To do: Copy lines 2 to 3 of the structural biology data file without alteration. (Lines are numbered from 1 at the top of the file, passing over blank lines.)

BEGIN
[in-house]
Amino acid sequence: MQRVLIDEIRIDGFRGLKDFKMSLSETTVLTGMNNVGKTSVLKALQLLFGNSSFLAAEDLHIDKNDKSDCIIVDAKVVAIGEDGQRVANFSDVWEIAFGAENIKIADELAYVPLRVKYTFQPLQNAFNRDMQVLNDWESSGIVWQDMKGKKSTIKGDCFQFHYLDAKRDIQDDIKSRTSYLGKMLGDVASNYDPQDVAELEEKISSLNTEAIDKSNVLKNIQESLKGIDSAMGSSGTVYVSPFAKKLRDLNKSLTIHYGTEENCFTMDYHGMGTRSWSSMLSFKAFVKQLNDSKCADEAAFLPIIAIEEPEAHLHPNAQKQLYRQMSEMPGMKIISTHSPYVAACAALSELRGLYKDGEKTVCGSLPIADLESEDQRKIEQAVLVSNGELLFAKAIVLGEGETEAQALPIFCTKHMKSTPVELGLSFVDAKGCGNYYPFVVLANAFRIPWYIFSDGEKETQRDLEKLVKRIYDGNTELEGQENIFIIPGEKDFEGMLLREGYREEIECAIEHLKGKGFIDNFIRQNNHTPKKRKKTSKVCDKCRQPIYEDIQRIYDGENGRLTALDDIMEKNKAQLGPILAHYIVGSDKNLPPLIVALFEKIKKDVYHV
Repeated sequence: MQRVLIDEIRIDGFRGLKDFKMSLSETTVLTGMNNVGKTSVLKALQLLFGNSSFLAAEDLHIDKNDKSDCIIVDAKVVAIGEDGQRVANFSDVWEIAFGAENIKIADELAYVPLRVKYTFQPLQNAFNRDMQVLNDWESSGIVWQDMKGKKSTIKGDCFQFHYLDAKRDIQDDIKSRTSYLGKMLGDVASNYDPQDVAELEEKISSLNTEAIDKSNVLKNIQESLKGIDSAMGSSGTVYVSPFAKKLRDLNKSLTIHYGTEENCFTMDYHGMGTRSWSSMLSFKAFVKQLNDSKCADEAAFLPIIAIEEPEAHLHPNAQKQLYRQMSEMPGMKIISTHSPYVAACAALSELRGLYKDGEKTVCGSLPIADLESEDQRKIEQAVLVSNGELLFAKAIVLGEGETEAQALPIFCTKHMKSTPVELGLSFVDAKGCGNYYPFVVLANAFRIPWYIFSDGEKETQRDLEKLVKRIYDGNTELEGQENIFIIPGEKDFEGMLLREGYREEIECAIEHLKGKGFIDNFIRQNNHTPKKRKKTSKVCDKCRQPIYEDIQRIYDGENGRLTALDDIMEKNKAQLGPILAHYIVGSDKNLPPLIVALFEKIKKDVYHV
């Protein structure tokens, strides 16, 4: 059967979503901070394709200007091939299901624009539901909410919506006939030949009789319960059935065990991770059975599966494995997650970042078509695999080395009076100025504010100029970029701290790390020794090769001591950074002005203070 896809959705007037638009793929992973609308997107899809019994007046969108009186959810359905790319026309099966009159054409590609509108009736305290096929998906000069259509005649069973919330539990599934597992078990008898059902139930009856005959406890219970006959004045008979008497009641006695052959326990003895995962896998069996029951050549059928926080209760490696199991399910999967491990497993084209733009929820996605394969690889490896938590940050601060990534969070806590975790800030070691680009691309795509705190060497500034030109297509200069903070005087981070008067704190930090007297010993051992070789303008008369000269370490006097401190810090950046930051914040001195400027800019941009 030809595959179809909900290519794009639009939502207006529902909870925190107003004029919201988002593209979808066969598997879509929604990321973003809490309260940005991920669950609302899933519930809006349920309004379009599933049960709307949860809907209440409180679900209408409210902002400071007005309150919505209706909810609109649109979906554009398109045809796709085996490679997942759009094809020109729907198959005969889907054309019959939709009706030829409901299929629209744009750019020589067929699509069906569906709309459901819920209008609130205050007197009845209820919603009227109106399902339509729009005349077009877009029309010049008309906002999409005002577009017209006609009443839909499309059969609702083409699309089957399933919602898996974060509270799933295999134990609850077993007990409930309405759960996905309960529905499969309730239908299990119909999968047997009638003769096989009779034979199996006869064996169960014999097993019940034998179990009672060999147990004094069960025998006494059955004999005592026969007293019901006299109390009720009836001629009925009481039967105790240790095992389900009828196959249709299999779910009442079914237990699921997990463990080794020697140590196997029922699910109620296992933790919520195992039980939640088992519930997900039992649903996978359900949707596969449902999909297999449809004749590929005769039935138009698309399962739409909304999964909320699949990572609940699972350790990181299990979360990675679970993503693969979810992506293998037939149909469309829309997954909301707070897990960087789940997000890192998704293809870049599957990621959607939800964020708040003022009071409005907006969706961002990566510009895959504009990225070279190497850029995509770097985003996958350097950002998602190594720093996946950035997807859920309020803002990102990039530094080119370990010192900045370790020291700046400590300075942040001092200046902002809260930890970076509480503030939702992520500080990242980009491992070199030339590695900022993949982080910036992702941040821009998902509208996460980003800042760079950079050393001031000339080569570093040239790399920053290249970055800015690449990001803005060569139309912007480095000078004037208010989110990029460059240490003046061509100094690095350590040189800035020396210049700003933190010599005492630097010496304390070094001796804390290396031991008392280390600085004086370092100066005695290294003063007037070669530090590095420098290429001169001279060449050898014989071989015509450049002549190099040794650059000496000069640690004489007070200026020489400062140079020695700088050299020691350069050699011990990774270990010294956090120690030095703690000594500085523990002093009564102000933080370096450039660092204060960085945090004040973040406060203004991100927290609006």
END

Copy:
Amino acid sequence: MQRVLIDEIRIDGFRGLKDFKMSLSETTVLTGMNNVGKTSVLKALQLLFGNSSFLAAEDLHIDKNDKSDCIIVDAKVVAIGEDGQRVANFSDVWEIAFGAENIKIADELAYVPLRVKYTFQPLQNAFNRDMQVLNDWESSGIVWQDMKGKKSTIKGDCFQFHYLDAKRDIQDDIKSRTSYLGKMLGDVASNYDPQDVAELEEKISSLNTEAIDKSNVLKNIQESLKGIDSAMGSSGTVYVSPFAKKLRDLNKSLTIHYGTEENCFTMDYHGMGTRSWSSMLSFKAFVKQLNDSKCADEAAFLPIIAIEEPEAHLHPNAQKQLYRQMSEMPGMKIISTHSPYVAACAALSELRGLYKDGEKTVCGSLPIADLESEDQRKIEQAVLVSNGELLFAKAIVLGEGETEAQALPIFCTKHMKSTPVELGLSFVDAKGCGNYYPFVVLANAFRIPWYIFSDGEKETQRDLEKLVKRIYDGNTELEGQENIFIIPGEKDFEGMLLREGYREEIECAIEHLKGKGFIDNFIRQNNHTPKKRKKTSKVCDKCRQPIYEDIQRIYDGENGRLTALDDIMEKNKAQLGPILAHYIVGSDKNLPPLIVALFEKIKKDVYHV
Repeated sequence: MQRVLIDEIRIDGFRGLKDFKMSLSETTVLTGMNNVGKTSVLKALQLLFGNSSFLAAEDLHIDKNDKSDCIIVDAKVVAIGEDGQRVANFSDVWEIAFGAENIKIADELAYVPLRVKYTFQPLQNAFNRDMQVLNDWESSGIVWQDMKGKKSTIKGDCFQFHYLDAKRDIQDDIKSRTSYLGKMLGDVASNYDPQDVAELEEKISSLNTEAIDKSNVLKNIQESLKGIDSAMGSSGTVYVSPFAKKLRDLNKSLTIHYGTEENCFTMDYHGMGTRSWSSMLSFKAFVKQLNDSKCADEAAFLPIIAIEEPEAHLHPNAQKQLYRQMSEMPGMKIISTHSPYVAACAALSELRGLYKDGEKTVCGSLPIADLESEDQRKIEQAVLVSNGELLFAKAIVLGEGETEAQALPIFCTKHMKSTPVELGLSFVDAKGCGNYYPFVVLANAFRIPWYIFSDGEKETQRDLEKLVKRIYDGNTELEGQENIFIIPGEKDFEGMLLREGYREEIECAIEHLKGKGFIDNFIRQNNHTPKKRKKTSKVCDKCRQPIYEDIQRIYDGENGRLTALDDIMEKNKAQLGPILAHYIVGSDKNLPPLIVALFEKIKKDVYHV